Another thing that I discovered is that the behavior of the pegs improved as I twisted them in the holes. I guess it burnishes the wood and evens out the friction between the peg and the peghead. I spent a few minutes twisting each of the pegs in its hole until the action was smoother before I put the strings back on.
The pegs seem to work pretty well now. They still have sticky places, but I can tune the banjo if I fuss with it. I think that the lesson to be learned by all of this is that you cannot just take the pegs out of the box and stuff them into the peghead, expecting it to work. The pins really need to be checked out and fitted to the holes or you can get into trouble. When the instrument arrived from CA last November, the pegs fit just fine. You can see that on the first page of this site, Marking the Pegs. But after a few months in our New England climate, the arrangement had changed.
By the way, I am glad that I marked the pegs back then since that made it easy to keep them straight as I messed with them.
The next issue that came up was that the strings kept popping out of the slots in the bridge as I played it. This one is easy since all I have to do is cut the slots a bit deeper and angle the backside of the slots toward the tailpiece. I just put the bridge into my mini-vise and cut the slots with my knife until they worked.
You can just barely see the "T" marked on the bridge. That marks the tailipiece side of the bridge.
Finally, here is a nasty problem. The nut keeps slipping sideways in its slot. Because of the asymmetrical shape of the peghead, the lateral forces on the nut are not equal, so the nut wants to move sideways when under string tension. I guess when the weather was more humid the nut had swolen tighter into its slot, and that kept it from moving. However, now:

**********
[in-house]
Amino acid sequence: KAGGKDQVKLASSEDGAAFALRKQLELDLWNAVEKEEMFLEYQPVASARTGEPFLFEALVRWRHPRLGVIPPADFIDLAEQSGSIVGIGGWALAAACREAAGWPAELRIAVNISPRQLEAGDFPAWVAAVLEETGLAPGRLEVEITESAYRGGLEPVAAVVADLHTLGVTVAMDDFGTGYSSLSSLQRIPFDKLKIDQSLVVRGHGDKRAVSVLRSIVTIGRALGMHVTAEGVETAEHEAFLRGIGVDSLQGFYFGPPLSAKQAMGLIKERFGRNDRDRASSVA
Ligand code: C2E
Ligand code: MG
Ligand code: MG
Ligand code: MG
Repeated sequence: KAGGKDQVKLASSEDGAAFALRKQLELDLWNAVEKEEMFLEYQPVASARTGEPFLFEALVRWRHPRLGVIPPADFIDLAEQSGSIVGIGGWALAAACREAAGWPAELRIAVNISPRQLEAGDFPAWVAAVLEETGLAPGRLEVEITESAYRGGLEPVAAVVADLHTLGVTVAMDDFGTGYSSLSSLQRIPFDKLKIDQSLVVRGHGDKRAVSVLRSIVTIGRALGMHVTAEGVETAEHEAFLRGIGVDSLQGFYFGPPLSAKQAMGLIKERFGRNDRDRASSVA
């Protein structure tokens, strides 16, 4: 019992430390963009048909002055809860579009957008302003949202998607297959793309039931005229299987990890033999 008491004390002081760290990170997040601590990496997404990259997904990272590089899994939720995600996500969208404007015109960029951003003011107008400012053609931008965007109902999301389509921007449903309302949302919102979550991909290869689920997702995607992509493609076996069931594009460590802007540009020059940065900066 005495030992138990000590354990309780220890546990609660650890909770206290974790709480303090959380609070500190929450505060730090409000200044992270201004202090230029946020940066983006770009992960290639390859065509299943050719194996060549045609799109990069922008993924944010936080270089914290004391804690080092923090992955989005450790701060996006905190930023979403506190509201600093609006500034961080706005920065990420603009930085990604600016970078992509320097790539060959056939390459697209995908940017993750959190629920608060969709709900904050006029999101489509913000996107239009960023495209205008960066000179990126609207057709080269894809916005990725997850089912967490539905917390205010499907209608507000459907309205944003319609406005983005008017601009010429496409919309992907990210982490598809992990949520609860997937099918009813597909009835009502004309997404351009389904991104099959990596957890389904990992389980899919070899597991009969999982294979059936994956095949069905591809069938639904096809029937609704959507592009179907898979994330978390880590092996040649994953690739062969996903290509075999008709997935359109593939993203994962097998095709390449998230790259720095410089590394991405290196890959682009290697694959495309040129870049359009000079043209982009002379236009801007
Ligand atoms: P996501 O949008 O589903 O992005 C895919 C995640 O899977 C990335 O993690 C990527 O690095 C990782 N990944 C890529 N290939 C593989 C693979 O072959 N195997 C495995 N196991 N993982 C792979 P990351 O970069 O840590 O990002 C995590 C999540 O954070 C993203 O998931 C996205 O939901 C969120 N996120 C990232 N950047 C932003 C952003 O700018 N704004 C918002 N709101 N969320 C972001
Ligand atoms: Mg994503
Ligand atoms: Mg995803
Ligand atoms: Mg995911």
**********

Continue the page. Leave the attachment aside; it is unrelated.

The normal answer to this problem is to glue the nut into the slot. But I don't like glue as an answer to these things. Glue has let me down too many times. Besides, I may have to make a new nut some day, and removing a nut that has been glued could be a problem. So I designed a mechanical solution. I made a pin out of a toothpick to pin the nut into the slot. I sanded the toothpick down to 1/16 inch, then drilled a hole in the bottom of the nut:
I put the little wooden pin into the hole in the nut:
I drilled a matching hole in the bottom of the nutslot in the neck. Then I just pushed the nut and peg down into the nutslot to fix it in place. It took a couple of tries to get the pin the right length for the two holes, but eventually it went home. Here is the fixed nut:
You cannot tell that I have done anything to the nut, but now it stays put. Also, if I decide later that this method is not working out, I can simply remove the pin, make a new nut and glue it in place. No worries.
I can now tune up my banjo without too much angst. It sounds like it has a head cold because all of this moisture has made the head soft. I might try to tighten it a bit, but I might not. If I tighten it too much then it could split the head in the Fall when the air gets try. I will just have to wait and see what happens. At least, tightening and loosening the head is just a matter of working the bracket nuts, like on a modern banjo, right?